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US House approves new Hong Kong-related sanctions

The Democrats-led US House of Representatives has approved new Hong Kong-related sanctions, after Beijing imposed a security law for the city that has been condemned by countries around the world.

US House approves new Hong Kong-related sanctions
Donald Trump


The Hong Kong Autonomy Act, which was passed unanimously late Wednesday, imposes sanctions on banks that do business with Chinese officials who are involved in cracking down on pro-democracy protesters in the city, the BBC reported.

"The law is a brutal, sweeping crackdown against the people of Hong Kong, intended to destroy the freedoms they were promised," said House Speaker Nancy Pelosi.

She added that the law was an "urgently needed response to (China's passing) of its so-called 'national security' law... which is purpose built to dismantle democratic freedoms in Hong Kong".

Before the bill was signed, the US had already began eliminating Hong Kong's special status - halting defence exports and restricting the territory's access to high-technology products.

Last year, the US had also signed into law the Human Rights and Democracy Act, supporting pro-democracy protesters in Hong Kong.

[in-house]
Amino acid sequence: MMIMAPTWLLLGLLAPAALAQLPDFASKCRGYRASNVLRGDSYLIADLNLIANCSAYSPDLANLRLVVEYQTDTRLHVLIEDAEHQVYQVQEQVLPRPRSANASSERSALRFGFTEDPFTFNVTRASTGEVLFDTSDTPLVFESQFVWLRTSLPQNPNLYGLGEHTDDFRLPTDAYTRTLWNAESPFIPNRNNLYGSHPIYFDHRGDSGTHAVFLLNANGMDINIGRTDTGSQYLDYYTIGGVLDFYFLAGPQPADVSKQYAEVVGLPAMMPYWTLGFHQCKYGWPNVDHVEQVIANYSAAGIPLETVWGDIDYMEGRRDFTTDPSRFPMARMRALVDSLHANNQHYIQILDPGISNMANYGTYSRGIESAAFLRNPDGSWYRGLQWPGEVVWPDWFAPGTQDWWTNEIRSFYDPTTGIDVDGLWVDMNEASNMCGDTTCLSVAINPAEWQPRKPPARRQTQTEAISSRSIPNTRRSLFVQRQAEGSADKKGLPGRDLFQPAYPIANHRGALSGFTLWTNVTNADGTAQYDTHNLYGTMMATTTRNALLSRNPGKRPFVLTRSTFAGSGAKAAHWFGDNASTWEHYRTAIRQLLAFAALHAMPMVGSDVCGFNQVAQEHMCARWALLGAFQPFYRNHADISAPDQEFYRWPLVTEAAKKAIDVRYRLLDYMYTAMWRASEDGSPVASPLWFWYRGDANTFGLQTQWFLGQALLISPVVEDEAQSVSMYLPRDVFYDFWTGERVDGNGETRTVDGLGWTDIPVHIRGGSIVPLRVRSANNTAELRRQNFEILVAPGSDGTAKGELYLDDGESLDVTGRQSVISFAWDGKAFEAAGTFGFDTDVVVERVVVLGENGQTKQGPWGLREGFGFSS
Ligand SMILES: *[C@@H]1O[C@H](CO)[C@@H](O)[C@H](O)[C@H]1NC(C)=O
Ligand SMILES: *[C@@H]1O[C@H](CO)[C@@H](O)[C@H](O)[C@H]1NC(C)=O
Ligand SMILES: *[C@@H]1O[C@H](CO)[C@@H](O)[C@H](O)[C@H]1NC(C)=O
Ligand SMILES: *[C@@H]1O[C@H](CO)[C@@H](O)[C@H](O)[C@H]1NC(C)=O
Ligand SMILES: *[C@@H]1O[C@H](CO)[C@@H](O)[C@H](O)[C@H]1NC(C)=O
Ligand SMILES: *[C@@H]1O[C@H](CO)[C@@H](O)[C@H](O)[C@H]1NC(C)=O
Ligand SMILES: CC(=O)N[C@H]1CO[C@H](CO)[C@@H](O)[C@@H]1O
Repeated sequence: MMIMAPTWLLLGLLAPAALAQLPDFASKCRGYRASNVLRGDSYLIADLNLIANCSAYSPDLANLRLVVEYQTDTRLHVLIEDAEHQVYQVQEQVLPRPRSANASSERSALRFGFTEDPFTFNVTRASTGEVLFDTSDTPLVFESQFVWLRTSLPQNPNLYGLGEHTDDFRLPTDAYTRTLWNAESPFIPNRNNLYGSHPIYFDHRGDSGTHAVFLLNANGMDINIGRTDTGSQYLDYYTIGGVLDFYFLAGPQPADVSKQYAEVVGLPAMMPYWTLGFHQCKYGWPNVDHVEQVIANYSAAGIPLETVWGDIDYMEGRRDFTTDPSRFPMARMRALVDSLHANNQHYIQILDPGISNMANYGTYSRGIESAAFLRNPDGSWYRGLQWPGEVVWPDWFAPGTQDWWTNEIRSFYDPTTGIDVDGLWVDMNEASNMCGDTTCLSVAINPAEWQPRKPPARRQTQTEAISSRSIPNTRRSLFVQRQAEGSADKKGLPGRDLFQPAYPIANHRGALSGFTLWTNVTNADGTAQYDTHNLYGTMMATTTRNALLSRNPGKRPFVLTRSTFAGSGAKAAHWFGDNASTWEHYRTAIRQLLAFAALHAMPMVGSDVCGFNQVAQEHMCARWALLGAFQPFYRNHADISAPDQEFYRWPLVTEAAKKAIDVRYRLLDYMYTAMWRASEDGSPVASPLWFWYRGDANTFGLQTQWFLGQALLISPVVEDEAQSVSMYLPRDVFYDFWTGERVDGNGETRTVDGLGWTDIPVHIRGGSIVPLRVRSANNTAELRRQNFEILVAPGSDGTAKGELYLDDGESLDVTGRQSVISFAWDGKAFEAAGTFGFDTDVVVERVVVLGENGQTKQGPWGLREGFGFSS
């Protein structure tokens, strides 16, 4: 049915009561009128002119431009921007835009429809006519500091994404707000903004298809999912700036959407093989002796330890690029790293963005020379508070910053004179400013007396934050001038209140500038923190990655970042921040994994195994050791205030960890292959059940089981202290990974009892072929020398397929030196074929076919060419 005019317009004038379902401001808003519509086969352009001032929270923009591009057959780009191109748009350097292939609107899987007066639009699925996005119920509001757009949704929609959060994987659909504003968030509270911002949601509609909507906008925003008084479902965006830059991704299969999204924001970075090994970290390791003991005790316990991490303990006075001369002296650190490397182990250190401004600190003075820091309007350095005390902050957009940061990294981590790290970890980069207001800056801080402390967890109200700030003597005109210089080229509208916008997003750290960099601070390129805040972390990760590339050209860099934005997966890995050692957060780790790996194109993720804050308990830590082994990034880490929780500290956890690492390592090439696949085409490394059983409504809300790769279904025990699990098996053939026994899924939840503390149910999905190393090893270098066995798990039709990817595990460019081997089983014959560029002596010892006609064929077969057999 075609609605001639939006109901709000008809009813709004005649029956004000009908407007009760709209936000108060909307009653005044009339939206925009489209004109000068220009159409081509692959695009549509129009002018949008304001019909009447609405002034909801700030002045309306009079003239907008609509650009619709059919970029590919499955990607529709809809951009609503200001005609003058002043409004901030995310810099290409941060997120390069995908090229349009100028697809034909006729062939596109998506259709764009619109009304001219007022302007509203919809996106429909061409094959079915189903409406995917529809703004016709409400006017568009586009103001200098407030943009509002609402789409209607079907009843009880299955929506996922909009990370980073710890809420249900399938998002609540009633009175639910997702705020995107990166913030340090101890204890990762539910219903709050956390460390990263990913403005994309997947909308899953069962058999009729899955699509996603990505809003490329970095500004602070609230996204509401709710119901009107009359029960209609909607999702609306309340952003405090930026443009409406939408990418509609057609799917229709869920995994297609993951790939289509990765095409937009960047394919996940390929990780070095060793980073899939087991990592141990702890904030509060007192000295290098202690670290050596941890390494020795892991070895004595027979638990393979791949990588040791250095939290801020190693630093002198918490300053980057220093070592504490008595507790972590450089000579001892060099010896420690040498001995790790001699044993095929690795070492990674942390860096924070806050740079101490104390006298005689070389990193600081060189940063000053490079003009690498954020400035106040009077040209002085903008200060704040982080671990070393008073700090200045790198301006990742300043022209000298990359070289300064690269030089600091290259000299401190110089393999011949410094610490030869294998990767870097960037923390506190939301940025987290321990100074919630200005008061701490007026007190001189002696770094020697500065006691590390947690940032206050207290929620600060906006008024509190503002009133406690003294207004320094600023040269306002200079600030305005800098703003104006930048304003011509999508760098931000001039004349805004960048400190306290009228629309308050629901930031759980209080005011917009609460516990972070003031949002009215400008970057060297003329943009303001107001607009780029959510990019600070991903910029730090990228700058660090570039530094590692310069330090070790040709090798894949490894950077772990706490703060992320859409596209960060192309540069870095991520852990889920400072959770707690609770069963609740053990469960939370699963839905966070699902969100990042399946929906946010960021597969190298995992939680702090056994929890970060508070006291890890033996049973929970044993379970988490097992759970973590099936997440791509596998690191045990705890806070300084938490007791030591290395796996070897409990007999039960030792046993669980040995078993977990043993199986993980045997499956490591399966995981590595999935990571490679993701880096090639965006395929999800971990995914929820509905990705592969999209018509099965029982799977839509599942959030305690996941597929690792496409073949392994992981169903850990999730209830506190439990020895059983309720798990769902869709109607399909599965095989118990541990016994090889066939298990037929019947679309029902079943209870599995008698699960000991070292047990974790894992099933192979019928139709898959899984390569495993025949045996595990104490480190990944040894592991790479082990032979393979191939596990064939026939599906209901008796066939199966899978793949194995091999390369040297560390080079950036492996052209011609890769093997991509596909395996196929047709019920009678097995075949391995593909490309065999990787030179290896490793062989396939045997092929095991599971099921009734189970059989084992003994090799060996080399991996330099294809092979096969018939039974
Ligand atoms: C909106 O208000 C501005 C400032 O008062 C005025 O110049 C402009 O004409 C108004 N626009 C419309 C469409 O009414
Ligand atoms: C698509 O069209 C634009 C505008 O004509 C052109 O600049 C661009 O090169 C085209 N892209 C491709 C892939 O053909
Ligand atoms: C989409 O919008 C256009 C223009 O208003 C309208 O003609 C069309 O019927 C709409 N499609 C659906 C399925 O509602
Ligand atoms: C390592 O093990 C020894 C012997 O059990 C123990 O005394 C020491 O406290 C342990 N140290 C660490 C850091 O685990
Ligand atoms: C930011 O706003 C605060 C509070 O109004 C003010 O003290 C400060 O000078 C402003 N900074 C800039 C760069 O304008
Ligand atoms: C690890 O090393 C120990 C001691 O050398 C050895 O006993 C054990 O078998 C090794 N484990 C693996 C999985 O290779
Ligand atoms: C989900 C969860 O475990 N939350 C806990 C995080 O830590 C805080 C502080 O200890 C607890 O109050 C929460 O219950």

China's security law , which came into effect on Tuesday night, It lists four categories of offences - secession, subversion, terrorism, and collusion with a foreign country or external elements to endanger national security.

The maximum penalty for each crime is life imprisonment, although the suggested sentence for some minor offences is less than three years' imprisonment.

Suspects can be extradited to mainland China in cases that involve "complicated situations" of interference by foreign forces; cases in which the local government cannot effectively enforce the law and ones where national security is under "serious and realistic threats".

Also on Wednesday, UK Prime Minister Boris Johnson said the passing of the law was a "clear and serious breach" of the 1985 Sino-British joint declaration, the BBC reported.

But on Thursday China threatened "corresponding measures" to block the citizenship plan.

"If the British side makes unilateral changes to the relevant practice, it will breach its own position and pledges, as well as international law and basic norms," said the Chinese Embassy in the UK.

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